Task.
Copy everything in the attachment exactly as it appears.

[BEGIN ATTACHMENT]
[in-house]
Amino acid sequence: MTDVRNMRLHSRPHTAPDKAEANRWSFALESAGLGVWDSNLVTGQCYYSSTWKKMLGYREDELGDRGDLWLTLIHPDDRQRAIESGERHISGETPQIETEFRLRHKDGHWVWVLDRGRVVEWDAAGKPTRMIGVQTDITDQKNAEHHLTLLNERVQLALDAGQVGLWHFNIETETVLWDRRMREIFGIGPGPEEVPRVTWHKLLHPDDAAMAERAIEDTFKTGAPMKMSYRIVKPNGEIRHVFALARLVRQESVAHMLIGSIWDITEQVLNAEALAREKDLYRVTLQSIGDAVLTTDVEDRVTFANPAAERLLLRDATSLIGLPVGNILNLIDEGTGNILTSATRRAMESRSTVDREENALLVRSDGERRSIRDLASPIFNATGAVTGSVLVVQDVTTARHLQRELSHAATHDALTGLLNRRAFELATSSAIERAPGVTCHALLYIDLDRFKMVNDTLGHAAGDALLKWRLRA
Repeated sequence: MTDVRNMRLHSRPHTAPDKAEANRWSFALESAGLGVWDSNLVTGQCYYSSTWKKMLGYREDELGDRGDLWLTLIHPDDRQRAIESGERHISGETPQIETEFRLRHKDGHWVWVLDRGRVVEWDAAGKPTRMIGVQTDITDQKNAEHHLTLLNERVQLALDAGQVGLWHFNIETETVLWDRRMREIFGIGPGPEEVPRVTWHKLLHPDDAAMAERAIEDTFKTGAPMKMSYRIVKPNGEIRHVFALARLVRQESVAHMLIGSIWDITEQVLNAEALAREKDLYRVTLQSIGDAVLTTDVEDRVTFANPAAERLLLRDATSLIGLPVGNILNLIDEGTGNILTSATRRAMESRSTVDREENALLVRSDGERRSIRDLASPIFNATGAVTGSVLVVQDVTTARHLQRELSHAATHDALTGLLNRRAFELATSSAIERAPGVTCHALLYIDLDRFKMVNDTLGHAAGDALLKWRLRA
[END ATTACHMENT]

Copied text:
[in-house]
Amino acid sequence: MTDVRNMRLHSRPHTAPDKAEANRWSFALESAGLGVWDSNLVTGQCYYSSTWKKMLGYREDELGDRGDLWLTLIHPDDRQRAIESGERHISGETPQIETEFRLRHKDGHWVWVLDRGRVVEWDAAGKPTRMIGVQTDITDQKNAEHHLTLLNERVQLALDAGQVGLWHFNIETETVLWDRRMREIFGIGPGPEEVPRVTWHKLLHPDDAAMAERAIEDTFKTGAPMKMSYRIVKPNGEIRHVFALARLVRQESVAHMLIGSIWDITEQVLNAEALAREKDLYRVTLQSIGDAVLTTDVEDRVTFANPAAERLLLRDATSLIGLPVGNILNLIDEGTGNILTSATRRAMESRSTVDREENALLVRSDGERRSIRDLASPIFNATGAVTGSVLVVQDVTTARHLQRELSHAATHDALTGLLNRRAFELATSSAIERAPGVTCHALLYIDLDRFKMVNDTLGHAAGDALLKWRLRA
Repeated sequence: MTDVRNMRLHSRPHTAPDKAEANRWSFALESAGLGVWDSNLVTGQCYYSSTWKKMLGYREDELGDRGDLWLTLIHPDDRQRAIESGERHISGETPQIETEFRLRHKDGHWVWVLDRGRVVEWDAAGKPTRMIGVQTDITDQKNAEHHLTLLNERVQLALDAGQVGLWHFNIETETVLWDRRMREIFGIGPGPEEVPRVTWHKLLHPDDAAMAERAIEDTFKTGAPMKMSYRIVKPNGEIRHVFALARLVRQESVAHMLIGSIWDITEQVLNAEALAREKDLYRVTLQSIGDAVLTTDVEDRVTFANPAAERLLLRDATSLIGLPVGNILNLIDEGTGNILTSATRRAMESRSTVDREENALLVRSDGERRSIRDLASPIFNATGAVTGSVLVVQDVTTARHLQRELSHAATHDALTGLLNRRAFELATSSAIERAPGVTCHALLYIDLDRFKMVNDTLGHAAGDALLKWRLRA